MDM2 is a major E3 ubiquitin ligase controlling p53 stability through the ubiquitin-proteasome pathway [35, 36]. Recently, many studies have provided another insight into the regulatory network of MDM2-p53 via ribosomal proteins. Ribosomal proteins 11 (RPL11) has been reported to bind to MDM2 protein and increase the p53 protein stability by inhibiting the association between MDM2 and p53 [27, 37, 38]. Suppression of RPL11 by PICT1 causes p53 repression and promotes cell growth . GRWD1, a ribosomal/nucleolar protein involved in cellular regulatory pathways, is particularly associated with cell growth control [25, 39, 40]. Recently, Kayama et al. demonstrated that GRWD1 is a novel oncogene . They identified GRWD1 as a RPL11 interactor and further found that GRWD1 interferes with the p53 activation pathway via the RPL11-MDM2 axis by interacting with RPL11 and sequestering it from MDM2 .
Our study has contributed to the emerging concept that lncRNAs act as guides, decoys, or scaffolds to control cellular processes [41-44]. We gained mechanistic clues into how PiHL functions to repress a subset of the p53 transcriptional response, by biochemical experiments that identified a specific interaction among PiHL, GRWD1 and RPL11. PiHL can enhance interaction between GRWD1 and RPL11 by acting as a potential modular scaffold in CRC cells. This notion is supported by five lines of evidence: (i) a previous report has classified GRWD1 and RPL11 as potential RNA binding proteins, supporting the possibility that GRWD1 and RPL11 may interact with lncRNAs; (ii) PiHL directly binds with GRWD1 and RPL11 via its 3' and 5' domain, respectively; (iii) PiHL localized in the nucleolus of CRC cells; (iv) PiHL increases the binding of the GRWD1/RPL11 complex and subsequent promote p53 ubiquitination; (v) Overexpression of PiHL does not affect p53 protein levels when MDM2 was depleted. By serving as RNA scaffold, PiHL need both GRWD1 and RPL11 to regulate p53 pathway and CRC progression. It is also possible that other mechanism among PiHL/GRWD1/RPL11 interaction exists. For example, PiHL may bind with one of the proteins to induce a conformational change in binding domain that make it more accessible to another protein. Future structural characterization of the PiHL-GRWD1-RPL11 complex would help to find out whether PiHL serves not only a scaffold but also functions via other mechanism. It is generally considered that MDM2 ubiquitin ligase functions in nucleoplasm while RPL11 mainly exists in nucleoli. Therefore, even if PiHL promotes GRWD1 and RPL11 binding in nucleoli, it may only play limited role on influencing MDM2-p53 pathway. It is possible that under normal condition, PiHL regulates p53 protein, in part, in RPL11 and GRWD1-independent manner.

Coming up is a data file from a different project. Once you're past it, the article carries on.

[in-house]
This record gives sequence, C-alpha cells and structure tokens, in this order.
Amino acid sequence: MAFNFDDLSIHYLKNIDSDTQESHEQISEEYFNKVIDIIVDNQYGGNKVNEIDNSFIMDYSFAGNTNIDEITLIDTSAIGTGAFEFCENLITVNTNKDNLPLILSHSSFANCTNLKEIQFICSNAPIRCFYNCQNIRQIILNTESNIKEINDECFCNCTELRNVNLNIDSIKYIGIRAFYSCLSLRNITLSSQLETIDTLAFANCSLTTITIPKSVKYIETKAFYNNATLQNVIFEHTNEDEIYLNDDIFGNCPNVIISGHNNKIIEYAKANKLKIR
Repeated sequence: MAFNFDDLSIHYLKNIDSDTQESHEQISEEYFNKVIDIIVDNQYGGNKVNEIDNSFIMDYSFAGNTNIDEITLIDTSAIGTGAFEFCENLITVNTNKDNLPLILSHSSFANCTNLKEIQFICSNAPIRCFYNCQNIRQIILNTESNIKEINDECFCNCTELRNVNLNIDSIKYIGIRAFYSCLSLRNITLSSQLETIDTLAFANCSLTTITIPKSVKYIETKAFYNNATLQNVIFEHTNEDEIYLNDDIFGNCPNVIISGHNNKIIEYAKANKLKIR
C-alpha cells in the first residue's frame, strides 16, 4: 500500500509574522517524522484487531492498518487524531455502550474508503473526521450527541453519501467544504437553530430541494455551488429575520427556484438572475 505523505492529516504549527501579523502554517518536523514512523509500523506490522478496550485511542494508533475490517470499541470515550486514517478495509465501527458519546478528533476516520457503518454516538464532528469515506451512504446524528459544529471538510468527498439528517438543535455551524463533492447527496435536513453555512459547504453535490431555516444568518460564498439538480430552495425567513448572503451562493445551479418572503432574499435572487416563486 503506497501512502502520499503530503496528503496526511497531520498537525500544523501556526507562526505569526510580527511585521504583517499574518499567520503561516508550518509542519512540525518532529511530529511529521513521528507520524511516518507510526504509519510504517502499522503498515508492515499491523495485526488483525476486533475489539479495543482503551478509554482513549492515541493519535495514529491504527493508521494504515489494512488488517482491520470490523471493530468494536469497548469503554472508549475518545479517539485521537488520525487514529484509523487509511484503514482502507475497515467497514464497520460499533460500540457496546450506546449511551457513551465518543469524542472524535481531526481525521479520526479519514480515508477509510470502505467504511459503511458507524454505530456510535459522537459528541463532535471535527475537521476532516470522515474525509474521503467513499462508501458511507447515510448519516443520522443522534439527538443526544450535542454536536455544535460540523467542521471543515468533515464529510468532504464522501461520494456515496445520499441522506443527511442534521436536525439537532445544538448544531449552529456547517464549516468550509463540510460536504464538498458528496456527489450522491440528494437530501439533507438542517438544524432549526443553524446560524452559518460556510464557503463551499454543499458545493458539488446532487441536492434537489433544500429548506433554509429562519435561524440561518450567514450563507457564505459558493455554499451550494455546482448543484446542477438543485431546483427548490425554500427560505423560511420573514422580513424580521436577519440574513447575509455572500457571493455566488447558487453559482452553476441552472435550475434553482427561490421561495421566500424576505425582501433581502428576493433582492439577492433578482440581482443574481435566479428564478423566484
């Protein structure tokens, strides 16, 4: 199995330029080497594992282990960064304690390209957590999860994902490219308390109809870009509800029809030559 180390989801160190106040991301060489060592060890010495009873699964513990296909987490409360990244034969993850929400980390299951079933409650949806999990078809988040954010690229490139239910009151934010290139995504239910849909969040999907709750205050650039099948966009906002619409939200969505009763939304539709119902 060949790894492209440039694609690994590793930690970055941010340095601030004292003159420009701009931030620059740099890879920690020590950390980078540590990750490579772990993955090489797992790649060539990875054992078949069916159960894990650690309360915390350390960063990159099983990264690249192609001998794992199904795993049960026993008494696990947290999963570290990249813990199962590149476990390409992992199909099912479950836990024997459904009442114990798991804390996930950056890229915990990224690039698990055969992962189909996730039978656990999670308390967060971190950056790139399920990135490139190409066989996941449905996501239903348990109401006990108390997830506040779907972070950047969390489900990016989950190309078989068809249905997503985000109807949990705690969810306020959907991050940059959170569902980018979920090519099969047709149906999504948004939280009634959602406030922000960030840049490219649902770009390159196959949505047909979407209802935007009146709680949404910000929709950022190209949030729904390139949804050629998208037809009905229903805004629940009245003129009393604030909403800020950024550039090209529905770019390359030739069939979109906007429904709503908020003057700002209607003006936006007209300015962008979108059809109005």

In current study, we observed that PiHL had some p53-independent oncogenic functions. Mutations of the p53 tumor suppressor are usually mutually exclusive with other cancer-promoting genetic hits leading to MDM2 deregulation. However, evidence in both human tumors and mouse models supports the notion that MDM2 oncogenic functions extend beyond p53 regulation . For example, some human tumors harbor both MDM2 overexpression and p53 mutations , and MDM2-overexpressing mice in a p53-null background exhibit an increased incidence of sarcomas relative to p53 knockout (KO) mice . This may help to explain why in p53-/- cells, PiHL can also affect proliferation, although much less significant than in p53+/+ cells.